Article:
In Focus: Sheffield's Cutler's Hall

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Sheffield, Cutlers Hall

The Cutler's Hall was designed in 1832 by Samuel Worth and Benjamin Broomhead Taylor. It was extended in 1865-7 by Flockton & Abbott, and 1888 by J. B. Mitchell-Withers. It is one of Sheffield's finest buildings, presenting a handsome dignified Grecian exterior; internally, an unexpectedly opulent and extensive sequence of rooms, a showcase for assembly, display, feasting and entertainment - the annual Cutlers' Feast is the opportunity for local business to meet and influence the wider political and commercial world.

The present Hall is the third: the first (1638) was possibly, and the second (1725) certainly, on the same site. Hemmed in by adjacent properties, the site is awkwardly shaped and there are no other publicly visible elevations. Daylight penetration into the depths of the building is limited so, except for the rooms facing the street, only skylights, clerestories and obscured glazing permit subdued daylight to illuminate the inner reaches. Three halls dominate the interior; whilst the offices, kitchens and service spaces take second place. Successive Masters Cutler have commemorated their reign by donating improvements or additions.

  • Click on the picture to find out more about its design

Cutlery has been manufactured in Sheffield for over 700 years. Chaucer mentions a Sheffield thwitel (knife) in the Reeve's Tale. The London Cutlers' Company dates from the 12th century. In Sheffield the Company of Cutlers in Hallamshire was founded in 1624, and it became the leading Company in the 18th century. A Guild of craftsmen, it safeguarded and controlled its trading interests, apprenticeships, and the trademark "Sheffield". By the 18th century, Sheffield's administration was represented in three neighbouring buildings - the Parish Church, the old Town Hall, and the Cutlers' Hall. From 1860 the Company incorporated the steel manufacturers and thereby became a larger and more powerful body, still regulating its own trades but additionally promoting wider social, educational and transport initiatives.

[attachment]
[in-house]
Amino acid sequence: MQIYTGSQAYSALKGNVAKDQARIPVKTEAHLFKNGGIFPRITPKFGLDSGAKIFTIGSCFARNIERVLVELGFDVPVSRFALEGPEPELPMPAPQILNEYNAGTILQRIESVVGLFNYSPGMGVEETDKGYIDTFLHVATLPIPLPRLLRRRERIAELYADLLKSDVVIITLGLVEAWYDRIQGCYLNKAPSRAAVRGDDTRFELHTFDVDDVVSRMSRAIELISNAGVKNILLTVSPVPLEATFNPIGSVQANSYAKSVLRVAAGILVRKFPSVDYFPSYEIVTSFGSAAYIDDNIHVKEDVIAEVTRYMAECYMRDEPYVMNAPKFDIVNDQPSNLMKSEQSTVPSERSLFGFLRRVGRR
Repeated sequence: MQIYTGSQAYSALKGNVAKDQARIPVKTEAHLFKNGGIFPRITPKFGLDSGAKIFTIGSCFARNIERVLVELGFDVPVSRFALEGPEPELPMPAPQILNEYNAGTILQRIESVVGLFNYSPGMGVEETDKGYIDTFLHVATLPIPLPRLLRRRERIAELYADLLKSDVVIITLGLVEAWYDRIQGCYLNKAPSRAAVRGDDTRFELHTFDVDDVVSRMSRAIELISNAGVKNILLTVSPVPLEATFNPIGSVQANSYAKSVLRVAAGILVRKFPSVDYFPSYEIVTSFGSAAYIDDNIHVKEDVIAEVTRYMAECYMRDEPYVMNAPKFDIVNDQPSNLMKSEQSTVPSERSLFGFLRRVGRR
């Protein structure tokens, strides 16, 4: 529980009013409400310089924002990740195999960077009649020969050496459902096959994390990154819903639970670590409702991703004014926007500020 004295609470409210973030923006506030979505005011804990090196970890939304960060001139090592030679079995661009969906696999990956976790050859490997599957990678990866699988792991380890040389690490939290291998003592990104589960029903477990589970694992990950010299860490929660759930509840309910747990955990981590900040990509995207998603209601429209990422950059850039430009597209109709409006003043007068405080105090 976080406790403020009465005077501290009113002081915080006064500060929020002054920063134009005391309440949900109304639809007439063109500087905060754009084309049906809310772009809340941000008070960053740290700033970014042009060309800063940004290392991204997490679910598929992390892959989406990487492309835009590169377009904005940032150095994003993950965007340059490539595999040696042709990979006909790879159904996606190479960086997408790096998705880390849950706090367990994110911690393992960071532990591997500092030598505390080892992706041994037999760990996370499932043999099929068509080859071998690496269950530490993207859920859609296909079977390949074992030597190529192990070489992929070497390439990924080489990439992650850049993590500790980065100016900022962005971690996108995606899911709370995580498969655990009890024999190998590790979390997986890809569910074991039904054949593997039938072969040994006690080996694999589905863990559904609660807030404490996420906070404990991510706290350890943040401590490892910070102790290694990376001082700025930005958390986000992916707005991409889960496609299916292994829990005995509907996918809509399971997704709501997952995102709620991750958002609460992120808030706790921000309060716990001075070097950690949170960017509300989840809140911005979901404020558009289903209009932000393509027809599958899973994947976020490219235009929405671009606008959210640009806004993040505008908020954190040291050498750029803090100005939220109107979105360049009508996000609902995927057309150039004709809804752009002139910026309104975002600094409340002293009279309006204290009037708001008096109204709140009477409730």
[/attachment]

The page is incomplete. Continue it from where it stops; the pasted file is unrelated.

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Sheffield, Cutlers' Hall, Interior

The largest room inside is the LARGE BANQUETING HALL on the first floor. This was added to the building in 1865-7. It was designed by Flockton & Abbott and measures 100ft x 50ft (30.4m x 15.2m) with ladies' and minstrels' galleries. Strident Italian RenaissanceGlossary Term style interior. A high black Belgian marble dadoGlossary Term, incorporating pedestals supporting pairs of engaged scagliolaGlossary Term CorinthianGlossary Term columns, single columns at the ends, dividing the large area of windowless walling into panels. On the friezeGlossary Term of a continuous entablatureGlossary Term are key dates in the Company's history, the quotation from Chaucer's Reeve's Tale and words from Ruskin in praise of Sheffield's workmanship. Above are clerestory lunettes in a coved ceiling. The effect is unexpectedly overpowering.

The illustration shows the feast which was held to celebrate the opening of the hall in 1867.



The most slender and ornate of the three main classical orders. It has a basket-shaped capital ornamented with acanthus foliage.


The finishing (often with panelling) of the lower part of a wall, usually in a classical interior; in origin a formalized continuous pedestal. Dado rail: the moulding along the top of the dado.


In classical architecture, collective name for the three horizontal members (architrave, frieze and cornice) carried by a wall.


The middle member of the classical entablature, sometimes ornamented. Pulvinated frieze (lit. cushioned): of bold convex profile. Also a horizontal band of ornament.


The revival of classical architecture that began in 15th-century Italy and spread through Western Europe and the Americas in the following two centuries, finding distinctive forms and interpretations in different states and regions. From c. 1830 the Italian version was revived in Britain as a style in its own right (sometimes called Neo-Renaissance or Italianate), i.e. as distinguished from the native Georgian classical tradition.


Polished composition covering giving the effect of (usually coloured) marble, used especially on columns from the mid-18th to early 19th century.